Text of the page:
5. Ignoring the Power of Compounding Small Gains. Above, we referenced the risk in swinging for the fences with options. The less-sexy – but far more lucrative – reality is that the best options traders grind out steady profits using a wide variety of strategies, looking to consistently earn 2% to 4% a month, with an occasional kicker from speculative bets.

Two percent per month doesn’t sound like a lot, but compounded over a year, it adds up to 27%. That’s more than three times the average historical return for the S&P 500. Stretch that monthly gain from 2% to 4%, and the annualized profit is on the order of 60%

The important takeaway here is not the idea of making 60% in a year, but rather the power of consistently hitting high-probability singles rather than swinging for low-probability home runs every time we step up to the plate.

Extreme risk-taking could mean that you’re up 100% one month — and down 50% the next. You do that and you’re right back where you started, but with an ulcer and heart medication.

There is plenty of room for speculation with options, but to stay ahead of the game, you have to pick your spots wisely.

diversify6. Failing to Diversify. Ideally, no single position should represent more than 5% of a portfolio. My $20k Portfolio typically carries six to 10 positions at a time. These can run from complex, multi-strike hedged positions that have four to six months until expiration, to speculative plays based on unusual activity or an upcoming event that will be held for just a few days.

Why? Because again, I never want to get knocked out of the game on one trade, or allow a position to get so large that it could threaten gains elsewhere in the portfolio if things go south.

When people go broke trading options, it’s usually because they not only swung for the fences, but they put far too much money into that single trade.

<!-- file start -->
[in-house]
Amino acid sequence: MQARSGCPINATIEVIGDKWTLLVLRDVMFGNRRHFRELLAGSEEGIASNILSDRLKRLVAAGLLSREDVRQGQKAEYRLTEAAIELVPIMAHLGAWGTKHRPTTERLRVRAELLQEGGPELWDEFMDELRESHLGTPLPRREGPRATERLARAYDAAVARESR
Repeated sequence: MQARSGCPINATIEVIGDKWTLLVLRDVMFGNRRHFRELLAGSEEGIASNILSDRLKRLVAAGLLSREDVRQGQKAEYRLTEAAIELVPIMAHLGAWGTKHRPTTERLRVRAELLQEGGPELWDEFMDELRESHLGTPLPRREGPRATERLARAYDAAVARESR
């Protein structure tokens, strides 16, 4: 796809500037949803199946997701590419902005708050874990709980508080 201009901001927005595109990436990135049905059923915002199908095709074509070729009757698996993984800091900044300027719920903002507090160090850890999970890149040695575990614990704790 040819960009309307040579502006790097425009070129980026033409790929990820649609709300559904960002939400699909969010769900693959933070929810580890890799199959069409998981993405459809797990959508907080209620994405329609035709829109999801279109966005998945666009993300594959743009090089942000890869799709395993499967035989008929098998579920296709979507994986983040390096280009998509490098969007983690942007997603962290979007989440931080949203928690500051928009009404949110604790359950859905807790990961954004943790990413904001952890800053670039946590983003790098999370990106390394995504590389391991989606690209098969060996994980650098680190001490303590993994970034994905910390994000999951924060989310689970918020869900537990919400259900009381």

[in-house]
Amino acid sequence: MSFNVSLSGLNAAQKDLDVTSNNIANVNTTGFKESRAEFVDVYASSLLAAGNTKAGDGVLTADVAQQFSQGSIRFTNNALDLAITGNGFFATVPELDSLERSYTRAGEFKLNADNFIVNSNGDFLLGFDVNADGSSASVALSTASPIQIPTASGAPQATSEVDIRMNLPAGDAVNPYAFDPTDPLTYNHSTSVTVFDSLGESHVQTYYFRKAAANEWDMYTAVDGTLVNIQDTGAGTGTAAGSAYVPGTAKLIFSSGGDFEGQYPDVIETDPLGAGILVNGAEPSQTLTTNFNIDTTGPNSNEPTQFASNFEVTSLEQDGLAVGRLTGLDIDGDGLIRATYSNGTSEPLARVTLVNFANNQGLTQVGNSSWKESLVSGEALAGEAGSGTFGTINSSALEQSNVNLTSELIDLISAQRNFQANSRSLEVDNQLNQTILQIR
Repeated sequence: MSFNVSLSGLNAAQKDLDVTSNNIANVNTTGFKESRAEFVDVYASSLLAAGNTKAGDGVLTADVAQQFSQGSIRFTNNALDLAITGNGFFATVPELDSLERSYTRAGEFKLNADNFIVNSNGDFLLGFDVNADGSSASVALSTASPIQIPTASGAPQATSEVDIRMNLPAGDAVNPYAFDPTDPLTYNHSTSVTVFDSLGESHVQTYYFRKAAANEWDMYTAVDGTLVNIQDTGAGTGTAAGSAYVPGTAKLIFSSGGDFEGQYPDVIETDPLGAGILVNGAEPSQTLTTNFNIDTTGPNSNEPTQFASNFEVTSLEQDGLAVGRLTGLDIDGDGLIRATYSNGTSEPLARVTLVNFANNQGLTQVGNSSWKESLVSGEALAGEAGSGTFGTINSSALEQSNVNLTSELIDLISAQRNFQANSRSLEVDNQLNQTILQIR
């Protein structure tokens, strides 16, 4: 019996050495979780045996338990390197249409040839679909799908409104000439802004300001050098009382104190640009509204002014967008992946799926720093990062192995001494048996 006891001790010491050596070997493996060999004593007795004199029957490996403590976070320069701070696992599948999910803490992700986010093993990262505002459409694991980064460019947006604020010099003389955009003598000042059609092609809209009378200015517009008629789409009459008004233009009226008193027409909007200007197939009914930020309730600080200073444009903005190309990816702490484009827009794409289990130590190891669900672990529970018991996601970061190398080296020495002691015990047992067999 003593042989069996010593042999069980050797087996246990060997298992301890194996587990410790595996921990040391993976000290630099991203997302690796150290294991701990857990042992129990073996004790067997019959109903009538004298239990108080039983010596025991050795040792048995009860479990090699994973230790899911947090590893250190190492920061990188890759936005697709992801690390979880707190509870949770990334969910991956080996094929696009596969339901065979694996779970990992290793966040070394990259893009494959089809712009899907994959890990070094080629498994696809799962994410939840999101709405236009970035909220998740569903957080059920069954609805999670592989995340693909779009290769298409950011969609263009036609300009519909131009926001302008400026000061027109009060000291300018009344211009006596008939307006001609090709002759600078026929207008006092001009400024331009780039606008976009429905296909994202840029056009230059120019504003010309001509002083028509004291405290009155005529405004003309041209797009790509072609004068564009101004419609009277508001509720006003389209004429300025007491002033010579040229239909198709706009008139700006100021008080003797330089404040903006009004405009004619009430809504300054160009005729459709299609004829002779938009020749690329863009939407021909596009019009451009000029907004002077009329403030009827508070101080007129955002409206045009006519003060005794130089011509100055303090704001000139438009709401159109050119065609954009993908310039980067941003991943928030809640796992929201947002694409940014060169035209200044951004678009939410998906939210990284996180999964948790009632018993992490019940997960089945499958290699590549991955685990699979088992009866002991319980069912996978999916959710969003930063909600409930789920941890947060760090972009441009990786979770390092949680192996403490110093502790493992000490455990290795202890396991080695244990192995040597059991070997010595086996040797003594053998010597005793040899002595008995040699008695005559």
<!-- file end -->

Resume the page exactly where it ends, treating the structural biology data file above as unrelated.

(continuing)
Kind Regards,

Steve Smith

Steve Smith is an expert options trader with 25 years experience in the markets. Steve was a seat-holder of the Chicago Board of Trade (CBOT) and the Chicago Board Option Exchange (CBOE) from 1989 – 1997. Steve is currently the editor of The Option Specialist and runs the 20K Portfolio Program which provides all types of options trades for all types of traders.

*Editorial Contributors’ Disclaimer
The information contained within this article solely reflects the opinion and analysis about the performance of securities, investments and financial markets by the writer whose articles appear on this site. The views expressed by the writer are not necessarily the views of Weiss Educational Services, its affiliates or members of its management. While Weiss Educational Services and its affiliates accept editorial content from outside contributors, the content provided herein has not been independently verified for its accuracy. Nothing contained in this article is intended to constitute a recommendation or advice addressed to an individual investor or category of investors to purchase, sell or hold any security, or to take any action with respect to the prospective movement of the securities markets or to solicit the purchase or sale of any security. Information provided on the website is for educational purposes only. Any investment decisions must be made by the reader either individually or in consultation with his or her investment professional. Weiss Educational Services writers, its affiliates and staff may trade or hold positions in securities that are discussed in articles appearing on the website. Nothing on this website is intended to solicit business of any kind for a writer’s business or fund. Weiss Educational Services, its affiliates, management and staff as well as contributing writers will not respond to emails or other communications requesting personalized investment advice.